Product Strategy

9 Answers
Sandeep Rajan
Sandeep Rajan
Patreon Product Lead, Member ExperienceFebruary 23
I think of this in two ways best conveyed through a sports metaphor: learning new plays I can add to my playbook, and building reps so that I can figure out what the right play is for a given scenario.  For the first, I enjoy reading about strategy – lots of Stratechery, various strategy books, ...Read More
972 Views
6 Answers
Wade G. Morgan
Wade G. Morgan
Airtable Product Strategy & OperationsFebruary 16
Our mission as a team is to clarify & accelerate the product roadmap. For us, clarification means a couple things: 1. Do we know what we aspire to invest in over the next quarter, half year, or FY? 2. Have we clarified our decision / prioritization framework of what causes an initiativ...Read More
2566 Views
12 Answers
Brandon Green
Brandon Green
Buffer Staff Product ManagerAugust 16
Everywhere! Users themselves, colleagues, market research, competitors, randomly in the shower. Generally, I like to consider each idea seriously and work through a few questions to help decide if they are worth building: 1. What, fundamentally is the problem this idea is meant to solve? How wo...Read More
2688 Views
3 Answers
Mike Arcuri
Mike Arcuri
Meta Director of Product - Horizon Worlds PlatformNovember 21
This really depends on the maturity stage for your product. For 0-1 work in startups (new products, not-yet-released), I recommend the models explained by Steve Blank (e.g. customer development process, business model canvas). There are so many unknowns and intertwined hypotheses for brand new p...Read More
1066 Views
9 Answers
Wade G. Morgan
Wade G. Morgan
Airtable Product Strategy & OperationsFebruary 16
This is a natural question and I would specify the question a bit to say "how do we validate that our product strategy is the right one for us?"  Might seem like a small delineation, but the truth is, no one strategy is right for every company or product. What works amazingly for one company cou...Read More
2108 Views
5 Answers
Melissa Ushakov
Melissa Ushakov
GitLab Group Manager, Product ManagementAugust 31
Understanding your users is critical to building a product that will effectively solve their problems, and they will be excited to use. The JTBD framework is effective because it encourages product managers to focus on problems, not solutions. You can read more about how we use this framework at ...Read More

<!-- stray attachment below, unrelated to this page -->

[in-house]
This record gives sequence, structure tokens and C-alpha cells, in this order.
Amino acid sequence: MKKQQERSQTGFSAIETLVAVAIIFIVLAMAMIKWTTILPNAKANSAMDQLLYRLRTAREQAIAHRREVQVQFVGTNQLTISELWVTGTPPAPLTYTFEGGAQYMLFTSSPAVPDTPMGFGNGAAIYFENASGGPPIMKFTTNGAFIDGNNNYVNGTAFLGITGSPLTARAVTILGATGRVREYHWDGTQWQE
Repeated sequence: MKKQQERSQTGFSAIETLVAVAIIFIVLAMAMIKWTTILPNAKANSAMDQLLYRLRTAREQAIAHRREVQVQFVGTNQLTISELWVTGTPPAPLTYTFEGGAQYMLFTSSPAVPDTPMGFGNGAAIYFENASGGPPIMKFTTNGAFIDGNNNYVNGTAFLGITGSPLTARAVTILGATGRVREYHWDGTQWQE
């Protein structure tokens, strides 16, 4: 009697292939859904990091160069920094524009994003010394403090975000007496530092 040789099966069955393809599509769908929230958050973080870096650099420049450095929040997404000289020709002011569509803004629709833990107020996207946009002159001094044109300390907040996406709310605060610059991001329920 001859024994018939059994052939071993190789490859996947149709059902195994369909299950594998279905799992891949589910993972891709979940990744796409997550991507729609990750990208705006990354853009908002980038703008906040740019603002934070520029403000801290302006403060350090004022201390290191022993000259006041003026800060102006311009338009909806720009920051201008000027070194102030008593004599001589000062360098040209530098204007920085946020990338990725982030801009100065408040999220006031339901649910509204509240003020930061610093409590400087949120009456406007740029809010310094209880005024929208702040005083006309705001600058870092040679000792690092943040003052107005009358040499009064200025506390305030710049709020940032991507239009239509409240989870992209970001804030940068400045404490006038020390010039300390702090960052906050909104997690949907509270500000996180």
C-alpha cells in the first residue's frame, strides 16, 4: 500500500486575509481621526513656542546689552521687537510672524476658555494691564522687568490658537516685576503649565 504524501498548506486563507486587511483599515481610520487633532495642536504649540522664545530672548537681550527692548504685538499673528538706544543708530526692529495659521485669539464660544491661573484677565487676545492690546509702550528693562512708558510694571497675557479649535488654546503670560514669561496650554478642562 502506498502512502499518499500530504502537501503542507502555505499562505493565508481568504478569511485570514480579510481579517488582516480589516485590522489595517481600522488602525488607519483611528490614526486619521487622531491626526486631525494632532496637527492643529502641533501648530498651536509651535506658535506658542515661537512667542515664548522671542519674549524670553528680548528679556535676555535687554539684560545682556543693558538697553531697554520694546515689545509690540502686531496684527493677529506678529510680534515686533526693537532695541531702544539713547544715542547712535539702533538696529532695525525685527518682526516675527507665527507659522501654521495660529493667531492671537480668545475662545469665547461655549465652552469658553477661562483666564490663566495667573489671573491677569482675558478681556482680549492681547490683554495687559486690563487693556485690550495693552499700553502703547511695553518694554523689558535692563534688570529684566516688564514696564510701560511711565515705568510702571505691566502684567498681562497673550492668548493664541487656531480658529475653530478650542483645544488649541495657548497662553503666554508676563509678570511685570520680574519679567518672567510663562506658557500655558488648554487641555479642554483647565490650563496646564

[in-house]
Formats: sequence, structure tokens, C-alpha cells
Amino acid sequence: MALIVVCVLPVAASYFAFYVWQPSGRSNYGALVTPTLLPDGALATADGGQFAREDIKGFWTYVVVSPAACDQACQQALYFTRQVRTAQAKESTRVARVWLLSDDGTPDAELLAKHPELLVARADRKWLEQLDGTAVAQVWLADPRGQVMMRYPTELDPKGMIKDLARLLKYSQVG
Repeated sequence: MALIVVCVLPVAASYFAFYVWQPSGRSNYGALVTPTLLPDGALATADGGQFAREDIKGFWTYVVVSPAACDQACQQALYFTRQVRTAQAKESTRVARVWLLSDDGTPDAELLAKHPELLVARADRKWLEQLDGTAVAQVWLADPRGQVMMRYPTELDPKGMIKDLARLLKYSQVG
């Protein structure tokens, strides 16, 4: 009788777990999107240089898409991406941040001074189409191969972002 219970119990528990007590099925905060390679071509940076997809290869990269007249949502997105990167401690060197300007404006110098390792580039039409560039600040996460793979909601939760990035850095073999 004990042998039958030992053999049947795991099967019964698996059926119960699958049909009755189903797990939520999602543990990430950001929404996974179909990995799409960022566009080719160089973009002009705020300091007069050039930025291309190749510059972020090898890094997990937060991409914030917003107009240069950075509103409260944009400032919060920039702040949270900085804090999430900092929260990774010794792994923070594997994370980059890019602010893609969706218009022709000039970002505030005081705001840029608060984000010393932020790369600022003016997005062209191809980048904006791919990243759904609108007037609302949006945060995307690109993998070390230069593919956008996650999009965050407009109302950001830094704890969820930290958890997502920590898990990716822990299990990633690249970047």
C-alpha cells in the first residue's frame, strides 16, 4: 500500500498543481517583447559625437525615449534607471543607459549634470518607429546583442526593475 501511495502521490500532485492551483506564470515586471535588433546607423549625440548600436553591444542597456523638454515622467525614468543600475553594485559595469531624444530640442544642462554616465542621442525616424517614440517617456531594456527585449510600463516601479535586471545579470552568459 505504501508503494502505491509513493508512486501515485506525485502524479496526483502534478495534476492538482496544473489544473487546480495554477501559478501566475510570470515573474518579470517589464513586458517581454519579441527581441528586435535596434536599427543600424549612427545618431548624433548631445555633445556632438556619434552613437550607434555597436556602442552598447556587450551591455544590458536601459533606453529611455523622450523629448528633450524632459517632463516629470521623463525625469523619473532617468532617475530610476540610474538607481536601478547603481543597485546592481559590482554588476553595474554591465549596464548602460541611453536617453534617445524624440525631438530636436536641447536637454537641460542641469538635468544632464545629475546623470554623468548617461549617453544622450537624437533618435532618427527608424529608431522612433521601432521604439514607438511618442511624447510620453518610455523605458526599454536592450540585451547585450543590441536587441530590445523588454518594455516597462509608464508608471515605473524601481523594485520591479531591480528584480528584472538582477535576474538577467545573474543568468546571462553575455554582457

828 Views
6 Answers
Sandeep Rajan
Sandeep Rajan
Patreon Product Lead, Member ExperienceFebruary 22
I generally don't believe in investing in differentiation for differentiation's sake – if the feature doesn't solve a core customer need then I'd have a hard time prioritizing it over a feature that does simply for the purpose of checking a box on a table unless there's a strong belief (preferabl...Read More
827 Views
5 Answers
Wade G. Morgan
Wade G. Morgan
Airtable Product Strategy & OperationsFebruary 17
Love this question as well, and I'll approach it from a couple different perspectives. First, I'd acknowledge that some markets are so big or fast growing that multiple amazingly successful winners can emerge. As of today, Apple is worth $2.8T and Microsoft is worth $2.25T. While I'm sure both co...Read More
2268 Views
7 Answers
Sandeep Rajan
Sandeep Rajan
Patreon Product Lead, Member ExperienceFebruary 22
The more differentiated & sticky your core value proposition is, the less you'll need to worry about market trends, as you'll have more and more of a market all to yourself. Make this your goal. Few companies find themselves in that position. For the rest, market trends give us a better sense of...Read More
943 Views
1 Answer
Shahid Hussain
Shahid Hussain
Google Group Product Manager, Wear OSMay 21
If you know that customers are not willing to adopt your solution, that's a bad spot to be in. 1. Re-evaluate what led you to the decision to build & when to do it. Was there a gap in your methodology, or a piece of research that led you down this path? How can you avoid this for the ne...Read More
692 Views